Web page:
U.S. Attorney Preet Bharara said on Saturday that he had been fired, one day after the Justice Department asked him and 45 other federal prosecutors who had served under Democratic President Barack Obama to submit their resignations.
"I did not resign. Moments ago I was fired," Bharara wrote on Twitter.
He added that serving as the federal government's prosecutor in Manhattan "will forever be the greatest honor of my professional life."
Bharara, whose jurisdiction as U.S. attorney for the Southern District of New York included Manhattan, has handled a string of high-profile corruption and white-collar criminal cases. He was one of 46 Obama administration holdovers who were asked to resign by the Justice Department on Friday.
Like all of the nation's 93 U.S. attorneys, Bharara is a political appointee who is typically replaced when a new president takes office.
Bharara told reporters in November that Trump had asked him to stay on, and a source familiar with the situation told Reuters that he was confused by the Justice Department's request that he step down.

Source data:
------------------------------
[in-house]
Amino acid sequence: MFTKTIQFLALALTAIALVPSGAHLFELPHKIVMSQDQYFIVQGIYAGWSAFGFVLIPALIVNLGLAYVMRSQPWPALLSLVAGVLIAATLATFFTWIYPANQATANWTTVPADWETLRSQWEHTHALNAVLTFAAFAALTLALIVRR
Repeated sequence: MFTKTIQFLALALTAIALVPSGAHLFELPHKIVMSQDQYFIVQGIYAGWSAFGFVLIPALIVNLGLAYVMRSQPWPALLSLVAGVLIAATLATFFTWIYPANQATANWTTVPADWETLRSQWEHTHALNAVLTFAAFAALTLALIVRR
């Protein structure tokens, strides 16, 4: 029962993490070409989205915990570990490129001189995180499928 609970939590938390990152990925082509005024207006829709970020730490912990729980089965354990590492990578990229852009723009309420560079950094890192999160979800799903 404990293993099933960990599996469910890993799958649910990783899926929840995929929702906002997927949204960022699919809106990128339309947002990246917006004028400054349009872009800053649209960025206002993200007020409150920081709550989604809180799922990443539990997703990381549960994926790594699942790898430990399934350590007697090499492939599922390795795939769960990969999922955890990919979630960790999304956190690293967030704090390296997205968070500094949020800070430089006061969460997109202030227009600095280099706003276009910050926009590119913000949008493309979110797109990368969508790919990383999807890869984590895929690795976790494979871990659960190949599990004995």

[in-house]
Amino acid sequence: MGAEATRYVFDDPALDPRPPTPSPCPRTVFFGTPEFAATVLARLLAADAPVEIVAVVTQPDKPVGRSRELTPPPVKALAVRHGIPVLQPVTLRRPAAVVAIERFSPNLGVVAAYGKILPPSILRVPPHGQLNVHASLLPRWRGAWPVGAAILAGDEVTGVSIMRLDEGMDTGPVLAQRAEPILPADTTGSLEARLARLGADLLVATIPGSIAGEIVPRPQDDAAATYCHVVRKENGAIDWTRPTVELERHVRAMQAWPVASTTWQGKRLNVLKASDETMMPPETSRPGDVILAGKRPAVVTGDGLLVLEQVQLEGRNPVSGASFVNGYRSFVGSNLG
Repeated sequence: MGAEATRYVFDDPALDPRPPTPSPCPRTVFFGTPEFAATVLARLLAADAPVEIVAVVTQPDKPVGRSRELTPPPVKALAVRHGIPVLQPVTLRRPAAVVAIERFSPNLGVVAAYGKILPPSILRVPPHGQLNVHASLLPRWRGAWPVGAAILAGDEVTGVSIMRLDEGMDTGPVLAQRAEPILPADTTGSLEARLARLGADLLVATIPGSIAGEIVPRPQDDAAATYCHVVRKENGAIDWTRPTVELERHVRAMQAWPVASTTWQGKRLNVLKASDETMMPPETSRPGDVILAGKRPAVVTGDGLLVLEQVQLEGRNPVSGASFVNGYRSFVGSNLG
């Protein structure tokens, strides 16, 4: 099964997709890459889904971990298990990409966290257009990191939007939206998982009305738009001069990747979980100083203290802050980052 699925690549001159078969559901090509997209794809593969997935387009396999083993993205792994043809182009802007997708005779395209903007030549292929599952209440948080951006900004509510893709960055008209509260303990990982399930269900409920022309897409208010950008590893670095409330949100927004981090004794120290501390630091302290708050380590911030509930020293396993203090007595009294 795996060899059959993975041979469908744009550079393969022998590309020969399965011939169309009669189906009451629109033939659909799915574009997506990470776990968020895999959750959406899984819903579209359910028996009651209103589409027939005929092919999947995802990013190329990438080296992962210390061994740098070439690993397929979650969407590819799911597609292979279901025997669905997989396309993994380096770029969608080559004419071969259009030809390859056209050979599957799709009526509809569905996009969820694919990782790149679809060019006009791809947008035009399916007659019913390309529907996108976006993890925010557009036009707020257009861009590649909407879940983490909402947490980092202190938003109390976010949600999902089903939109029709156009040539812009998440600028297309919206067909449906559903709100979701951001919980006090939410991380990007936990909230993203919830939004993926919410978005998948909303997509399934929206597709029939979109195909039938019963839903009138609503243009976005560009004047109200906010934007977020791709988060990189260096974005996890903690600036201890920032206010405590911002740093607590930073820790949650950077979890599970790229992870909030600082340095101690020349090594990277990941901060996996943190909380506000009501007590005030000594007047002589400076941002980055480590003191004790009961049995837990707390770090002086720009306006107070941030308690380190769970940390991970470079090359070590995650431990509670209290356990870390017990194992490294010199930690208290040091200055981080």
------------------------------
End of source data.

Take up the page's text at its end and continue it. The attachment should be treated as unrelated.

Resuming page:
Bharara's office and the Justice Department did not immediately respond to requests for comment on Saturday.
Attorney General Jeff Sessions's decision to replace so many sitting attorneys at once has raised questions about whether that would hinder the Trump administration's ability to enforce the nation's laws. Career attorneys will carry on that work until new U.S. attorneys are put in place, the Justice Department said.
Bharara's Manhattan office handles some of the most critical business and criminal cases passing through the federal judicial system. He has been overseeing a probe into New York City Mayor Bill de Blasio's fundraising.